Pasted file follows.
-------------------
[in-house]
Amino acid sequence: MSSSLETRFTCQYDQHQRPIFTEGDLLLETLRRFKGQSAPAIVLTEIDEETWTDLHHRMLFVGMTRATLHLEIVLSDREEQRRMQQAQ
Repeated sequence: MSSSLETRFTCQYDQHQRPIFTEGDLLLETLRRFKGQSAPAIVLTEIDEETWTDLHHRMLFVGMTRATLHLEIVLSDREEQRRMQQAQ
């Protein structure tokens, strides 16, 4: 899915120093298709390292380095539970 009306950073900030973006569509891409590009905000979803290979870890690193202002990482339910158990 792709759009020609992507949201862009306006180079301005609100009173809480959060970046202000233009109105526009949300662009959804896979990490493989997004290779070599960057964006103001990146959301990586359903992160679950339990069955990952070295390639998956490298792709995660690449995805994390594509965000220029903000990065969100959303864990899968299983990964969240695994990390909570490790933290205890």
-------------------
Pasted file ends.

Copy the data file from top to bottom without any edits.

[in-house]
Amino acid sequence: MSSSLETRFTCQYDQHQRPIFTEGDLLLETLRRFKGQSAPAIVLTEIDEETWTDLHHRMLFVGMTRATLHLEIVLSDREEQRRMQQAQ
Repeated sequence: MSSSLETRFTCQYDQHQRPIFTEGDLLLETLRRFKGQSAPAIVLTEIDEETWTDLHHRMLFVGMTRATLHLEIVLSDREEQRRMQQAQ
């Protein structure tokens, strides 16, 4: 899915120093298709390292380095539970 009306950073900030973006569509891409590009905000979803290979870890690193202002990482339910158990 792709759009020609992507949201862009306006180079301005609100009173809480959060970046202000233009109105526009949300662009959804896979990490493989997004290779070599960057964006103001990146959301990586359903992160679950339990069955990952070295390639998956490298792709995660690449995805994390594509965000220029903000990065969100959303864990899968299983990964969240695994990390909570490790933290205890």